Long term em­ploy­ment prospects for young peo­ple look­ing brighter

Buckinghamshire Advertiser - - COMMUNITY NEWS -

WITH the au­tumn term start­ing at schools, col­leges and univer­si­ties, the long term em­ploy­ment prospects for young peo­ple are look­ing brighter. Ear­lier this year, in July, the Depart­ment of Work and Pen­sions re­leased fig­ures which showed youth un­em­ploy­ment fall­ing, with the level be­low what it was be­fore the re­ces­sion.

85% of young peo­ple aged 16 to 24 are in full time study or in work.

Over­all, long term un­em­ploy­ment has fallen too. Mea­sured by the num­ber of peo­ple re­ceiv­ing Job Seeker’s Al­lowance, the num­ber of peo­ple un­em­ployed in Bea­cons­field was 377 in June 2015. That is 144 fewer than in June 2014 and 587 fewer than in June 2010.

At the same time, the Of­fice of Na­tional Sta­tis­tics shows that an­nual real wage growth is now at 3.2 per cent. In the pri­vate sec­tor, pay is up 3.8 per cent. The re­cov­ery of the UK econ­omy is com­ing through to peo­ple’s wages.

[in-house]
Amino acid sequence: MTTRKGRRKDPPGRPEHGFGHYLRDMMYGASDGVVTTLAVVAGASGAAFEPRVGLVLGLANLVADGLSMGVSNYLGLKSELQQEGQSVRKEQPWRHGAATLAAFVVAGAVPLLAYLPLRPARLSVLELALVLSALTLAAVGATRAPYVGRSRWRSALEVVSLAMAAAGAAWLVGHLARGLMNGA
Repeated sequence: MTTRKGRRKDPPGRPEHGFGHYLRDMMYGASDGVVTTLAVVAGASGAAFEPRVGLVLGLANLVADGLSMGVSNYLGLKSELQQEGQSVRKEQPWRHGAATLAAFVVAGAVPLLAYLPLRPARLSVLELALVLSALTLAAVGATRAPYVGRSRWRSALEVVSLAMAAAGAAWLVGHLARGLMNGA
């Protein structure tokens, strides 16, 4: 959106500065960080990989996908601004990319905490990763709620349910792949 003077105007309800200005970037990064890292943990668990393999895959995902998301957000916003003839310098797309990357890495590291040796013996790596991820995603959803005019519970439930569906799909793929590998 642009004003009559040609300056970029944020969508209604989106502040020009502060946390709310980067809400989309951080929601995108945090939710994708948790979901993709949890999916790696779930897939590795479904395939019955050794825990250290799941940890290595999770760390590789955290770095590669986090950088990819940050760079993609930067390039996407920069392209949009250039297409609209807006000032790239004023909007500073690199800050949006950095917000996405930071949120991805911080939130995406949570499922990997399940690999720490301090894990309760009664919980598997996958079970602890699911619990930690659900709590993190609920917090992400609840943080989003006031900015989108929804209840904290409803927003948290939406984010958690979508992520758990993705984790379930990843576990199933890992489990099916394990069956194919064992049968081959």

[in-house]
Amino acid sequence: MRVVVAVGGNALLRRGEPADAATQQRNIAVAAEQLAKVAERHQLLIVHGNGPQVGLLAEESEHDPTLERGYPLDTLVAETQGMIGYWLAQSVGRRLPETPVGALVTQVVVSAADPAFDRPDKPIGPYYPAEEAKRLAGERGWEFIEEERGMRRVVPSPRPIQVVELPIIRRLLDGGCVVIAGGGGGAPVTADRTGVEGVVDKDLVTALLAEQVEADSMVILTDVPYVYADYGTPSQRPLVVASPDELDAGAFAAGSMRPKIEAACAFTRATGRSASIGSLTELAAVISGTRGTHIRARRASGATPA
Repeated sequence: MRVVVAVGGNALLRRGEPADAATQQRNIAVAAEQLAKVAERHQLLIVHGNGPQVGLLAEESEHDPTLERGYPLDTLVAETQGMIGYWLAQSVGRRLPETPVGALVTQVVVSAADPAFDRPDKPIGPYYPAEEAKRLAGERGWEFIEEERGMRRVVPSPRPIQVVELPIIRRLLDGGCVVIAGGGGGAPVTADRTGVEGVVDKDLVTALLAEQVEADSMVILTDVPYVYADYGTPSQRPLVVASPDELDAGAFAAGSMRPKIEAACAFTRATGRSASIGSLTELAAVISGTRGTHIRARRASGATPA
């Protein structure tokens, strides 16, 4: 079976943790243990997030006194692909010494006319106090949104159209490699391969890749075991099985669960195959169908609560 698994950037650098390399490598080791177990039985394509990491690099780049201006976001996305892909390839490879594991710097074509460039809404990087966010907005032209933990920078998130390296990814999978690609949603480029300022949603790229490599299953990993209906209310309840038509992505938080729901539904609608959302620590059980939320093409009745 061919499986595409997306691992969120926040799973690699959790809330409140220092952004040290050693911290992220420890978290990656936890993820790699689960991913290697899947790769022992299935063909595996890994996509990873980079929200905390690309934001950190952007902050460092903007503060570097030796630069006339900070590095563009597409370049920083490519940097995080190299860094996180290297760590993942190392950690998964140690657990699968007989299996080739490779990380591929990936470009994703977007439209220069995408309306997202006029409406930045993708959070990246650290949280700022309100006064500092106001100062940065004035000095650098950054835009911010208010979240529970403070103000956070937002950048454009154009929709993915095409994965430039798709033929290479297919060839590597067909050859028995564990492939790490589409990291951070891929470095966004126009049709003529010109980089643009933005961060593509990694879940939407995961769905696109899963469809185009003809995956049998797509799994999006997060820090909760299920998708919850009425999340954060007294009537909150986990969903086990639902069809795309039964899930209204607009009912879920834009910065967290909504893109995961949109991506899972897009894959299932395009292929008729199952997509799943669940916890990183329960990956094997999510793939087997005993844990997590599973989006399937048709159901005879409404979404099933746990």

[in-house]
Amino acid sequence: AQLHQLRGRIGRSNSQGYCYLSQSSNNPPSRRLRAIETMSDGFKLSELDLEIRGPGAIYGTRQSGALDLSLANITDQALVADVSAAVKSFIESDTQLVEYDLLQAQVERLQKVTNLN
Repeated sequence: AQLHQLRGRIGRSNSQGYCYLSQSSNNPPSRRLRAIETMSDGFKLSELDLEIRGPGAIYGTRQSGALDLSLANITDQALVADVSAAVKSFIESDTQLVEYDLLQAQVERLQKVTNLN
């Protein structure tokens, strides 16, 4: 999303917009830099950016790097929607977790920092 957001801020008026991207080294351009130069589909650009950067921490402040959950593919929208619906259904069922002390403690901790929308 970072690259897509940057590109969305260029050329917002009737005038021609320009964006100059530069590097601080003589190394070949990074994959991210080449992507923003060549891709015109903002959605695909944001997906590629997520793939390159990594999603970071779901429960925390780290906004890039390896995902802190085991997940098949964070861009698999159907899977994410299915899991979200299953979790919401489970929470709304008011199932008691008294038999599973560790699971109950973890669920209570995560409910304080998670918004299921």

I know that some con­stituents have con­cerns that young peo­ple aged 18-21 will no longer have an au­to­matic en­ti­tle­ment to hous­ing ben­e­fit. There are go­ing to be ex­cep­tions made for vul­ner­a­ble peo­ple and those who are in dif­fi­cult cir­cum­stances. How­ever, young peo­ple re­ceiv­ing ben­e­fits should have to go through the same kind of de­ci­sions as young peo­ple who go out to work and who can­not yet af­ford to leave home.

The Sum­mer Bud­get, in July, in­tro­duced a new Youth Obli­ga­tion, so that peo­ple aged 18-21 should ei­ther be ‘earn­ing or learn­ing’.

Re­al­is­ti­cally, peo­ple of this age group do have am­bi­tions and goals and it is a tragic waste of po­ten­tial if some­one goes from school to ben­e­fits, to stay there with­out the chance of get­ting the qual­i­fi­ca­tions to move into the world of work.

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